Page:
Characterization of Magnesium Silicide Stannide Powder for use in Selective Laser Melting

R. Gray, S. LeBlanc
The LeBlanc Lab,
United States

Keywords: energy materials, powder characterization, thermoelectric generators, selective laser melting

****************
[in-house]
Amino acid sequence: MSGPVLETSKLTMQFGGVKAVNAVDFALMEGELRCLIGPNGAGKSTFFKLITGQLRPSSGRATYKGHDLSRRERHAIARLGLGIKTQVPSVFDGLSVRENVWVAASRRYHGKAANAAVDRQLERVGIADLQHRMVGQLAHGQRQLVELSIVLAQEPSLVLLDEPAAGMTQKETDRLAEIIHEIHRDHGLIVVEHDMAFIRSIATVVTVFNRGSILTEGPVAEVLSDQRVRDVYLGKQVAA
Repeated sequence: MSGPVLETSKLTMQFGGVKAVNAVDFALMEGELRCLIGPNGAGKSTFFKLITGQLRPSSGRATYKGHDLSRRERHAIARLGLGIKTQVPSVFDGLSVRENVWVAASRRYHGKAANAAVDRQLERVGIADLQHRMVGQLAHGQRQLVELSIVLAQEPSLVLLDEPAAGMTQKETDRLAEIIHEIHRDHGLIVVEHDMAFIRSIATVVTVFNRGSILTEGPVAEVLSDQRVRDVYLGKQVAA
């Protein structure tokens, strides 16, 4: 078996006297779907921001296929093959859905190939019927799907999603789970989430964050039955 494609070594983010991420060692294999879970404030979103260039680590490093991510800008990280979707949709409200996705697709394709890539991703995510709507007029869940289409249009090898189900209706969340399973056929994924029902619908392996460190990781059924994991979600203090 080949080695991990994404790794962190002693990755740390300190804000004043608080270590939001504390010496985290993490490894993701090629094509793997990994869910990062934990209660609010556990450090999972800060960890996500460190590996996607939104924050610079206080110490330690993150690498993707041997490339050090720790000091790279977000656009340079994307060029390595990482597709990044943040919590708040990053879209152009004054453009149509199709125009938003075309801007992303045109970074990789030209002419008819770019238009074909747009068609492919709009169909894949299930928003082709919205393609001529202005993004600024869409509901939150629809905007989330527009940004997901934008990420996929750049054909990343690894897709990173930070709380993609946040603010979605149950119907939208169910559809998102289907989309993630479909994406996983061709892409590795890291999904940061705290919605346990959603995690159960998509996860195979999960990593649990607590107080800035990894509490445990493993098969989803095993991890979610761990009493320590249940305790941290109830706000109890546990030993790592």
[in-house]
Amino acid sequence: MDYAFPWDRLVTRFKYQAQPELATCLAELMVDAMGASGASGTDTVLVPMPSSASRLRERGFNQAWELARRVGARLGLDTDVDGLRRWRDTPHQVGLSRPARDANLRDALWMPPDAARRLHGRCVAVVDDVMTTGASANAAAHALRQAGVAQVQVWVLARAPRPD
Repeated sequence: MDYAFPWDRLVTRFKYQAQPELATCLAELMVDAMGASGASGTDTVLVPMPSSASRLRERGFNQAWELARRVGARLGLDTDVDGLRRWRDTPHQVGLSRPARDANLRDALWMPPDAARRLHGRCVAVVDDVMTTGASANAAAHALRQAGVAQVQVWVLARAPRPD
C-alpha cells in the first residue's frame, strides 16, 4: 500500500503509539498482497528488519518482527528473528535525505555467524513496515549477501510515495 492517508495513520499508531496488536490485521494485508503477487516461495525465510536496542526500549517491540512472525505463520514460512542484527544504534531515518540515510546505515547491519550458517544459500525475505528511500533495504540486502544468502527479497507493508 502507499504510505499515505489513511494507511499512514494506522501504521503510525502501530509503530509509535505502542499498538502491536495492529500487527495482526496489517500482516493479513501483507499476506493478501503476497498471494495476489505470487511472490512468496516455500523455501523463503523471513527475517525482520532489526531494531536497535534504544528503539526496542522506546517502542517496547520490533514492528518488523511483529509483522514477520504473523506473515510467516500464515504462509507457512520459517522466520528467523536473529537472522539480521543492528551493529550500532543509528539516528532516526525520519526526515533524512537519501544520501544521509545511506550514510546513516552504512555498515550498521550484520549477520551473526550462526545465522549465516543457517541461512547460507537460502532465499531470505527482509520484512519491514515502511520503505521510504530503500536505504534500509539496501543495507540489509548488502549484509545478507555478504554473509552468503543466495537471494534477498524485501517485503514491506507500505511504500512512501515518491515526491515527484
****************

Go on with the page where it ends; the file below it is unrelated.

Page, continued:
This study examined magnesium silicide stannide (Mg2Si0.4Sn0.6) powder, a thermoelectric material optimal for high temperature applications. Mg2Si0.4Sn0.6 was characterized to establish the feasibility of using this powder in the selective laser melting process to produce thermoelectric generators. Thermoelectric generators are solid state devices capable of waste heat recovery in combustion and heat process systems and have the potential to radically change the energy industry. These devices are currently being manufactured using bulk material processing with multiple integration and assembly steps. Leading to decreased product efficiency, high manufacturing costs, and offering little flexibility in device geometry. Selective laser melting an additive manufacturing technique, on the other hand, could provide a unique solution to these manufacturing challenges. However, current additive manufacturing techniques exist only for limited materials- namely polymers, ceramics, and metals- which do not include semiconductors (like thermoelectric materials). As well as require specific starting powder characteristics: desired particle size distribution, and high levels of circularity and convexity. Powder parameters such as convexity, circularity, and particle size distribution not only effect the flowability through the selective laser melting process but also the density of the final thermoelectric device. With a higher density, thermoelectric generators are more efficient and resilient to internal fractures. If particles are elongated and nonuniform, there is an increase in particle friction and possible particle interlocking which in return decreases spreadability and flowability. These characteristics also decrease the final density as they can lead to uneven sintering, and interlayer voids, which cause internal fractures. Powder morphology and particle size distribution were analyzed through optical microscopy and the image analysis software FIJI. The ability to spread was assessed across 100 μm and 500 μm thick grooves using two rolling techniques, as well as a blade. Flowability was examined through the measurements of, angle of repose, angle of spatula, and compressibility. Each of these measurements follows the United States Pharmacopeia flowability standards. The powder used was crushed by hand and thus had a wide particle size distribution with an average convexity value of 0.89 and an average circularity value of 0.57. Both these values should be close to 1 to optimize flowability and spreadabilty. It was found that the spreadabilty trials were very repeatable and that the optimal particle size distribution was 46 μm < particle diameter < 53 μm. This qualitative data was based on packing density and surface uniformity. It was also concluded that as nominal sieve size decreased packing density and surface uniformity increased. However, as nominal sieve size decreased, agglomeration increased, causing cracks in the powder bed. Counter rolling resulted in the best surface uniformity and packing density across all tested mesh sizes. Overall the powder indicated fair flowability as indicated by the United States Pharmacopeia flowability standards which matches with initial observations. This study showed that Mg2Si0.4Sn0.6 has the potential to be integrated into selective laser melting and paves the way for future studies looking to use Mg2Si0.4Sn0.6 in thermoelectric devices utilizing advanced manufacturing techniques.